As with everything concerning wildlife, extreme views on the interaction between humans and animals exist, no matter what the topic of conversation. Unfortunately the use of artificial lighting to photograph (domestic or wild) animals is only one such an (unnecessary) area of controversy. I believe that much of what Jane says is rooted in hearsay and anecdotal evidence and cannot be left unchallenged. To judge people’s photographic actions negatively right across the spectrum of flash intensities and “ban” the use of the electronic camera flash for wildlife photography (especially when used in fill-in mode), as she suggests, is an uninformed judgment.
Many different species of animals have been subjected to diverse light sources of various intensities for scientific research in laboratories over many decades to determine the effect of those light sources on the eye, ranging from fish, reptiles, birds and amongst mammals: mice, rabbits, cats, dogs and monkeys, etc. In none of these experiments has permanent damage to the eyes of test animals or even people been detected, even at close range and at much higher intensity than the strongest flashes produced by a photographer’s flash equipment. Extreme tests included dark-adapting animals for 24 hours before subjecting them to short durations of intense light, and even then the impairment was not permanent.
If you want to better understand the workings of the eye read here.
This site is a bit complex and you must navigate through the various sections of the site in order to get the full value. This one
is for cats (not much, but the best I could find).
Now, to specifically address the misunderstandings Jane’s post is responsible for, although joshilewis has already alluded to some of it …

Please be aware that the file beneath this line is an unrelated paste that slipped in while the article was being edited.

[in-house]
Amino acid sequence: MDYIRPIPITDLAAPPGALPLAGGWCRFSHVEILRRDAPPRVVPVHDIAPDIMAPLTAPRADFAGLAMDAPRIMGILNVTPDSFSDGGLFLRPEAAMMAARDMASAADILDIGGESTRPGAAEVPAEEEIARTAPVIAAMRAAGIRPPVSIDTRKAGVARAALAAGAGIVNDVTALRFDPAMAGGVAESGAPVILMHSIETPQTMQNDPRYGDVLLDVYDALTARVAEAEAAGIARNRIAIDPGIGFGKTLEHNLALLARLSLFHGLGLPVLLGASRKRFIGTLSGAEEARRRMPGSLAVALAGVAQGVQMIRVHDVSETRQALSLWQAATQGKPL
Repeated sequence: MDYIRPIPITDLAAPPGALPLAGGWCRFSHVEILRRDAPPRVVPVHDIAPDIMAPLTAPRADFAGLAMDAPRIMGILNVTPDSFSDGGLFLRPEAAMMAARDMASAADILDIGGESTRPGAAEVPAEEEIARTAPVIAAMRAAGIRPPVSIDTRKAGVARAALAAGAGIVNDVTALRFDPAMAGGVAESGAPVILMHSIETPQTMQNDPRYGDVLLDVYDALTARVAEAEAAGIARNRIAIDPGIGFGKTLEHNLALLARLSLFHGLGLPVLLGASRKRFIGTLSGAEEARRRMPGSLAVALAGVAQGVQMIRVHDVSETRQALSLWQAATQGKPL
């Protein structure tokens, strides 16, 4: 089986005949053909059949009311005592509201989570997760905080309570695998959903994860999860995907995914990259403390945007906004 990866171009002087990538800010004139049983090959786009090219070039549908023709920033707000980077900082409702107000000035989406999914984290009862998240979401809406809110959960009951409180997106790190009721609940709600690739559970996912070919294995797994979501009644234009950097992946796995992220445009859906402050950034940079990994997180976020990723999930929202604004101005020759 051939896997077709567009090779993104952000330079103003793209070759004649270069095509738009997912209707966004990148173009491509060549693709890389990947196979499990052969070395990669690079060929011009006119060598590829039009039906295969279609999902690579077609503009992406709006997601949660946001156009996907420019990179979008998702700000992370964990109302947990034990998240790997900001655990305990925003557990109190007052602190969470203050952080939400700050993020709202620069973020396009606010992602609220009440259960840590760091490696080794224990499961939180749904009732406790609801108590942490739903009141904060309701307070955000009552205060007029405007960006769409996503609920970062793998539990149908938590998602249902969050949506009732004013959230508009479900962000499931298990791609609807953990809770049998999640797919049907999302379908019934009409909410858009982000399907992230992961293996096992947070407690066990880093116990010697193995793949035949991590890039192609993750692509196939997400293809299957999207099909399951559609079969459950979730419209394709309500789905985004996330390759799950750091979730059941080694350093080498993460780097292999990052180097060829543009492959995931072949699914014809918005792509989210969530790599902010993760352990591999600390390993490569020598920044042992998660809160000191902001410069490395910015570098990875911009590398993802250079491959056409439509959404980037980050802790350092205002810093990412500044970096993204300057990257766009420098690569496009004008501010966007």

The latest Nikon cameras have D Lighting so you dont need Fill Flash
D-lighting (or “Highlight Tone Priority” for Canon users) is in-camera software that enables more detail to be saved in highlight and lowlight areas of a JPEG image. Its purpose was never to replace the flash or fill-in flash. For RAW shooters it has no detectable value. Maybe a D-light or HTP thread can evolve from this one? I won’t participate as I don’t depend on in-camera software, but rather do my own image reworks from RAW.
… those delicate Carnivore and Nocturnal birds eyes … get damaged by cruel flashes which can harm those ultra sensitive and much needed retinas
The words delicate, cruel, ultra-sensitive, much-needed are emotional justifiers Jane used to rationalise her point. You now know (I hope you’ve read here
) how the eye actually behaves in changing light. Remember that fill-flash is not the primary source of light when it is used, the sun is. The eye has evolved to handle bright light such as the sun and the rod cells are "turned off" during bright light. At source the fill-flash is many orders of magnitude lower than the sun and by the stage it reaches the subject, even further diffused and therefore will have no detrimental effect on the creature. So all those hot-button words: delicate, cruel, ultra-sensitive, much-needed have no bearing here.
Bear in mind a leopard has eyes about 20000 times more sensitive/acute than our eyes
…a Pearlspotted Owl is a nocturnal animal and as such has extremely sensitive eyes and as such should never be subjected to flash photography .
20000 times! Jeez, that is an out-of-thin-air statistic/statement, if ever I’ve seen one! The closest I could get to this stat that cats can in ambient conditions eight